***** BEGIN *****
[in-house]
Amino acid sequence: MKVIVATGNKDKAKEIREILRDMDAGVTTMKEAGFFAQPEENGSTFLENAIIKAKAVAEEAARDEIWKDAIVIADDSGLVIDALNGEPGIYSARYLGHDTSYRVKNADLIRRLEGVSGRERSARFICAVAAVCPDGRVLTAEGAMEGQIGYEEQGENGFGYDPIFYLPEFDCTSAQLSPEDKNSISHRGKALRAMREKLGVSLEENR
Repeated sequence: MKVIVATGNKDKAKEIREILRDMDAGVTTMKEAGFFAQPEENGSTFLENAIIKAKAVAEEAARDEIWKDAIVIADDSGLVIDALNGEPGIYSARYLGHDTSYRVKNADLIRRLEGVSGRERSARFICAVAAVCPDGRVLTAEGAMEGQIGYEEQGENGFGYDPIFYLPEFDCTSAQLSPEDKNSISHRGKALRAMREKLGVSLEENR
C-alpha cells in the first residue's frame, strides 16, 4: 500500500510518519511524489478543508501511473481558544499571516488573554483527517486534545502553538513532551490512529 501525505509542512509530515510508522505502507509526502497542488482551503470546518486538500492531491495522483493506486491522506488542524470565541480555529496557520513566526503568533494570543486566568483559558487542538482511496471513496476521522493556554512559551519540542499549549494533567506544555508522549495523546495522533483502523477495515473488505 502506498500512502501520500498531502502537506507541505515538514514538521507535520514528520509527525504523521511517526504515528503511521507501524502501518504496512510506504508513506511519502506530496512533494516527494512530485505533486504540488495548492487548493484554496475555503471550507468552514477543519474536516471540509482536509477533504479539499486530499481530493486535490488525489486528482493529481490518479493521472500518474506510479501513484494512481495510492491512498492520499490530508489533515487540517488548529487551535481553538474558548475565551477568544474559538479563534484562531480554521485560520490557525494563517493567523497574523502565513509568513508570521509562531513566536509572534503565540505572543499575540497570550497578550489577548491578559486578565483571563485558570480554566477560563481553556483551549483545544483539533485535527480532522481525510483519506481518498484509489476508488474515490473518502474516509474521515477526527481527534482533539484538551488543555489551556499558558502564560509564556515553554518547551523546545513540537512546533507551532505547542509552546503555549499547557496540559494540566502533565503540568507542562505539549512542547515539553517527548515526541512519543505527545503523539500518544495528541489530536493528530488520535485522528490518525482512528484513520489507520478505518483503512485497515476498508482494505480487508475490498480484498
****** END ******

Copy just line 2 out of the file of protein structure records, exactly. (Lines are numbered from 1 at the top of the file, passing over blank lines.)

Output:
Amino acid sequence: MKVIVATGNKDKAKEIREILRDMDAGVTTMKEAGFFAQPEENGSTFLENAIIKAKAVAEEAARDEIWKDAIVIADDSGLVIDALNGEPGIYSARYLGHDTSYRVKNADLIRRLEGVSGRERSARFICAVAAVCPDGRVLTAEGAMEGQIGYEEQGENGFGYDPIFYLPEFDCTSAQLSPEDKNSISHRGKALRAMREKLGVSLEENR